Owning your practice

I had an email exchange earllier this week asking what had soured me on the personal productivity space. “Soured” may be a bit too strong a term but I have become skeptical about most advice about personal productivity. It is not for lack of trying or familiarity with the domain.

A little history is in order.

I was a product of the parochial school system. Nuns had their methods for dealing with daydreamers. Getting caught at it bordered on a mortal sin. I mostly avoided getting caught. I was lucky to have one nun who figured out that a major piece of my problem was that I wan’t being challenged enough and channeled me to a private all boys school for middle school and high school. Turns out that Benedictine monks are even better than nuns at keeping you busy and focused.

Their tutelage earned me entry into Princeton. In retrospect, I should have brought one of the monks with me instead of my typewriter. I left behind a support system that was simultaneously invisible and essential for keeping me organized and focused. ADD was not a diagnosis that existed in the early 1970s.

Struggling with deadlines and deliverables was either a moral or a systems failure. I opted for the systems failure hypothesis.

I didn’t articulate it that way but I found my way to the first of many systems promising to provide the structure I needed. That first was contained in Alan Lakein’s classic How to Get Control of Your Time and Your Life, published midway through my college career. I bought DayTimers and Palm Pilots. I paid for David Allen’s workshops out of my own pocket. I’ve tried just about every piece of productivity and personal management software that’s reached the market. They would work for a while, then collapse.

The moral failure hypothesis was beginning to look more likely. On the other hand, I was getting stuff done even when it felt harder that I thought it should have. I convinced Harvard to give me an MBA and a doctorate in business. I had a series of successes and occasional catastrophic failures. What I was struggling to discern was an underlying pattern that didn’t hinge on my being a bad person (or on everyone else being out to get me).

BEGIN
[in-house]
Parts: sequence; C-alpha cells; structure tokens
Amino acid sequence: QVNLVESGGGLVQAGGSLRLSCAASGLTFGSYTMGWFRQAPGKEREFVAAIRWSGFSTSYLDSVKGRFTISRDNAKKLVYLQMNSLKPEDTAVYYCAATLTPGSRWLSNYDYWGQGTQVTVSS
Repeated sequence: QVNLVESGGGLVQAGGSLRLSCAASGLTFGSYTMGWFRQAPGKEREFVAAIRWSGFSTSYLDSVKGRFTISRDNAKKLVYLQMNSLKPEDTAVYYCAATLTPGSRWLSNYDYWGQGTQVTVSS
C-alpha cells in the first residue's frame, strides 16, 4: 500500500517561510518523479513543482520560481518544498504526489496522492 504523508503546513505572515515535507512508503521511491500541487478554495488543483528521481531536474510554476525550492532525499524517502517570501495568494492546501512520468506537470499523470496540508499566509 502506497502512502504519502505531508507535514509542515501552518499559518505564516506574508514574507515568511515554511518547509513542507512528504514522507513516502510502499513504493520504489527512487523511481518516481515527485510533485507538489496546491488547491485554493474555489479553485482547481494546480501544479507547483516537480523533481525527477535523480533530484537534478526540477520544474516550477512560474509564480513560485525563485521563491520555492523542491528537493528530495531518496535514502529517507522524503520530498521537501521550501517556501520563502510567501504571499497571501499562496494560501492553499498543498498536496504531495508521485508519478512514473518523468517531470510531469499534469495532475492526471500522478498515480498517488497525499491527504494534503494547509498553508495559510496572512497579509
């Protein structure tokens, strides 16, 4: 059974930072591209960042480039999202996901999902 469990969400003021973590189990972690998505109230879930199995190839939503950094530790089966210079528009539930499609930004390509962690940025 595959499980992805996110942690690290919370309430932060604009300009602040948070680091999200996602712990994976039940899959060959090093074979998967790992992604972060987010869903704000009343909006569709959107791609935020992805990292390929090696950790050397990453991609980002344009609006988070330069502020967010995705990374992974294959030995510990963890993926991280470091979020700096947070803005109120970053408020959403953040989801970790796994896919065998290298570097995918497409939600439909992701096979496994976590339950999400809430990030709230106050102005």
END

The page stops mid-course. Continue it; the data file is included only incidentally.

My doctorate is in how organizations manage to innovate, particularly with technology and systems. I turned that lens into a mirror. I was successful when I was in an environment that compensated for my weaknesses and failed in environments that called for strengths where I was weak.

Part of the answer came when the world put a name to my particular collection of strengths and weaknesses—ADD. More recently, we’ve broadened that notion to the idea of neurodiversity. People’s brains work differently. By and large the world is uncomfortable with diversity. Organizations and markets want to find and address large, average, groups.

This is as true for productivity promoters as concert promoters. Wonderful if you are Taylor Swift and your art matches nicely with millions of fans. Less desirable if your art appeals only to left-handed guitarists.

We all have the same twenty-four hours available to us each day. We are all faced with more options for what we might do than will fit into those twenty-four hours. Productivity advice ought to be universal applicable. The unstated assumption is that we are all neurotypical and that we, therefore, treat hours and options in the same way.

Productivity advice assumes that one size fits all. All you need do is put on this particular productivity outfit and all will be well. Neurodivergence means that nothing fits right off the rack. The question isn’t whether the advice is right or wrong; the question is how to make it fit you.

It is safe to presume that productivity advice will continue to target the average neurotypical brain. If that is not you, then you have extra work. Work to understand and articulate how you diverge. What’s easier for you? What’s harder? Can you find a way to compensate? Adapt the recommendations to something better suited to your unique profile.

It’s nice if off the rack suits you. But you’ll do even better if you learn how to tailor things to minimize your weak spots and flatter your best features. True whether we’re talking fashion or work practices.


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